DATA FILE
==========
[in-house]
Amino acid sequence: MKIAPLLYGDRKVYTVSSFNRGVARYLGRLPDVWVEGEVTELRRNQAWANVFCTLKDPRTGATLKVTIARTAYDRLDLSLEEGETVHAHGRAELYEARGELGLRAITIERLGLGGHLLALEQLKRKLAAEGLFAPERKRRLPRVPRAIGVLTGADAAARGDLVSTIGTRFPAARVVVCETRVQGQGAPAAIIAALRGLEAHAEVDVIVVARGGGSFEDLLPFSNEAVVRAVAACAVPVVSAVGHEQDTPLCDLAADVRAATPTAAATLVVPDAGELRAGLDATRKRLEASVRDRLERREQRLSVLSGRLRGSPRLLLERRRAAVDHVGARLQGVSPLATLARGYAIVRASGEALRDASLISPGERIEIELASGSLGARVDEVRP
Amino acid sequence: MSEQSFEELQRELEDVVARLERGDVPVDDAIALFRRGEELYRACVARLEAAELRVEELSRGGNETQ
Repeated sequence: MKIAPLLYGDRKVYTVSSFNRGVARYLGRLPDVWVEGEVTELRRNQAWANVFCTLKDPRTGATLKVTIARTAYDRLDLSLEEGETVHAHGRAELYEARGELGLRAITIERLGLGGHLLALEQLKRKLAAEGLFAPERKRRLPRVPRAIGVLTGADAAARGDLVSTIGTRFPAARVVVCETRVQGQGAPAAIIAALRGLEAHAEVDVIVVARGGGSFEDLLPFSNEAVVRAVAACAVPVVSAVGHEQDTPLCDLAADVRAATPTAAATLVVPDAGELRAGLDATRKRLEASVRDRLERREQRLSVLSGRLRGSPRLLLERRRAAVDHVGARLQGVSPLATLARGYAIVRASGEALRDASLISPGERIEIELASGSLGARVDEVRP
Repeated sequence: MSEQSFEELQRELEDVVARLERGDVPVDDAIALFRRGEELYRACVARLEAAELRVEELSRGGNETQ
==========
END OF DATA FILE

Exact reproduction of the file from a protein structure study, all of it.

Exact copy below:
[in-house]
Amino acid sequence: MKIAPLLYGDRKVYTVSSFNRGVARYLGRLPDVWVEGEVTELRRNQAWANVFCTLKDPRTGATLKVTIARTAYDRLDLSLEEGETVHAHGRAELYEARGELGLRAITIERLGLGGHLLALEQLKRKLAAEGLFAPERKRRLPRVPRAIGVLTGADAAARGDLVSTIGTRFPAARVVVCETRVQGQGAPAAIIAALRGLEAHAEVDVIVVARGGGSFEDLLPFSNEAVVRAVAACAVPVVSAVGHEQDTPLCDLAADVRAATPTAAATLVVPDAGELRAGLDATRKRLEASVRDRLERREQRLSVLSGRLRGSPRLLLERRRAAVDHVGARLQGVSPLATLARGYAIVRASGEALRDASLISPGERIEIELASGSLGARVDEVRP
Amino acid sequence: MSEQSFEELQRELEDVVARLERGDVPVDDAIALFRRGEELYRACVARLEAAELRVEELSRGGNETQ
Repeated sequence: MKIAPLLYGDRKVYTVSSFNRGVARYLGRLPDVWVEGEVTELRRNQAWANVFCTLKDPRTGATLKVTIARTAYDRLDLSLEEGETVHAHGRAELYEARGELGLRAITIERLGLGGHLLALEQLKRKLAAEGLFAPERKRRLPRVPRAIGVLTGADAAARGDLVSTIGTRFPAARVVVCETRVQGQGAPAAIIAALRGLEAHAEVDVIVVARGGGSFEDLLPFSNEAVVRAVAACAVPVVSAVGHEQDTPLCDLAADVRAATPTAAATLVVPDAGELRAGLDATRKRLEASVRDRLERREQRLSVLSGRLRGSPRLLLERRRAAVDHVGARLQGVSPLATLARGYAIVRASGEALRDASLISPGERIEIELASGSLGARVDEVRP
Repeated sequence: MSEQSFEELQRELEDVVARLERGDVPVDDAIALFRRGEELYRACVARLEAAELRVEELSRGGNETQ